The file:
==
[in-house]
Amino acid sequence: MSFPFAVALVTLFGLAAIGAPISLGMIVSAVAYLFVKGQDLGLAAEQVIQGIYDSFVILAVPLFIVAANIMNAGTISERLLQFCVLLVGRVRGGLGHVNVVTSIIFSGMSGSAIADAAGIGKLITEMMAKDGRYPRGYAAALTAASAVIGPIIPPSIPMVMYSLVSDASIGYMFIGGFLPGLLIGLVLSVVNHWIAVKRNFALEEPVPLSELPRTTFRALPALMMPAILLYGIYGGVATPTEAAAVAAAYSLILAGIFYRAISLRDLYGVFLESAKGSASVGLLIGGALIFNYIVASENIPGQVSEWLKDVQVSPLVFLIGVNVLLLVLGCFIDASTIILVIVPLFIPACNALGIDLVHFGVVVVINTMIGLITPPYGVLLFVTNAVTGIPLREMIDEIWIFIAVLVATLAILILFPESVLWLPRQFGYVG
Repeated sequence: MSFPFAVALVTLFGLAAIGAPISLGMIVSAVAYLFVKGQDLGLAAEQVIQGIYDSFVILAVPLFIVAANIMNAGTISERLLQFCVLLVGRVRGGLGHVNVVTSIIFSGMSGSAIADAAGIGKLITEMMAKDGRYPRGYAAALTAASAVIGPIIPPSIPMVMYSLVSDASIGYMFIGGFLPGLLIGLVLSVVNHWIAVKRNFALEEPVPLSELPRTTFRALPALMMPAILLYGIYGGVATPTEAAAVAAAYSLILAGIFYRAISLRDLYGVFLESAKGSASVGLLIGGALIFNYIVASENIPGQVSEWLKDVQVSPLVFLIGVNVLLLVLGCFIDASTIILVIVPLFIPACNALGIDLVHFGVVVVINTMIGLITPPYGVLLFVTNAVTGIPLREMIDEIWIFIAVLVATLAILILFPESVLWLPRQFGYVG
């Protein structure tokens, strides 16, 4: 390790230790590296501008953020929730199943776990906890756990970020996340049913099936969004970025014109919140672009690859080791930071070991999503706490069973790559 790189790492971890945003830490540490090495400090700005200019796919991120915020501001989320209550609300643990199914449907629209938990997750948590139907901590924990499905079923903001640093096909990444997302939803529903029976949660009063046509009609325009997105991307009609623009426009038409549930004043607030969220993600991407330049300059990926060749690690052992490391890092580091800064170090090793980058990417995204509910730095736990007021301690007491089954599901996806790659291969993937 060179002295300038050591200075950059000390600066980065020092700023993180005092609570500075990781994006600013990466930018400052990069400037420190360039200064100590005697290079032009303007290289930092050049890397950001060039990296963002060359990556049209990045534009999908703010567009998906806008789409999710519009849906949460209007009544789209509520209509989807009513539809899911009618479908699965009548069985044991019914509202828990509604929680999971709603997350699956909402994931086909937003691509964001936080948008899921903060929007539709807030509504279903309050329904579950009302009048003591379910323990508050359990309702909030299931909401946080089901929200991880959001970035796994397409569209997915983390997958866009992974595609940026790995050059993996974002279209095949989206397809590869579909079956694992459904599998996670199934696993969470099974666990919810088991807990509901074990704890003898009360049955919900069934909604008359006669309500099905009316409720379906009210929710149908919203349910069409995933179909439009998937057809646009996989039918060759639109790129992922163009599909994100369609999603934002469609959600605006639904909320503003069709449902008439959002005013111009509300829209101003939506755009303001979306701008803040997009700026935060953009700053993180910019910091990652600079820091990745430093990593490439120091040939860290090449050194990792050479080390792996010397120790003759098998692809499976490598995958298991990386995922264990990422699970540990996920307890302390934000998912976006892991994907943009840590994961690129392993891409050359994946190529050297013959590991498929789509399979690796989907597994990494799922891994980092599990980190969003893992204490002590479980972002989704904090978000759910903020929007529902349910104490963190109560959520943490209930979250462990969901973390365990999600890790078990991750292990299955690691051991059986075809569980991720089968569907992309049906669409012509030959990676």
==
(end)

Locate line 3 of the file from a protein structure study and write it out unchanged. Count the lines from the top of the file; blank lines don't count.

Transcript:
Repeated sequence: MSFPFAVALVTLFGLAAIGAPISLGMIVSAVAYLFVKGQDLGLAAEQVIQGIYDSFVILAVPLFIVAANIMNAGTISERLLQFCVLLVGRVRGGLGHVNVVTSIIFSGMSGSAIADAAGIGKLITEMMAKDGRYPRGYAAALTAASAVIGPIIPPSIPMVMYSLVSDASIGYMFIGGFLPGLLIGLVLSVVNHWIAVKRNFALEEPVPLSELPRTTFRALPALMMPAILLYGIYGGVATPTEAAAVAAAYSLILAGIFYRAISLRDLYGVFLESAKGSASVGLLIGGALIFNYIVASENIPGQVSEWLKDVQVSPLVFLIGVNVLLLVLGCFIDASTIILVIVPLFIPACNALGIDLVHFGVVVVINTMIGLITPPYGVLLFVTNAVTGIPLREMIDEIWIFIAVLVATLAILILFPESVLWLPRQFGYVG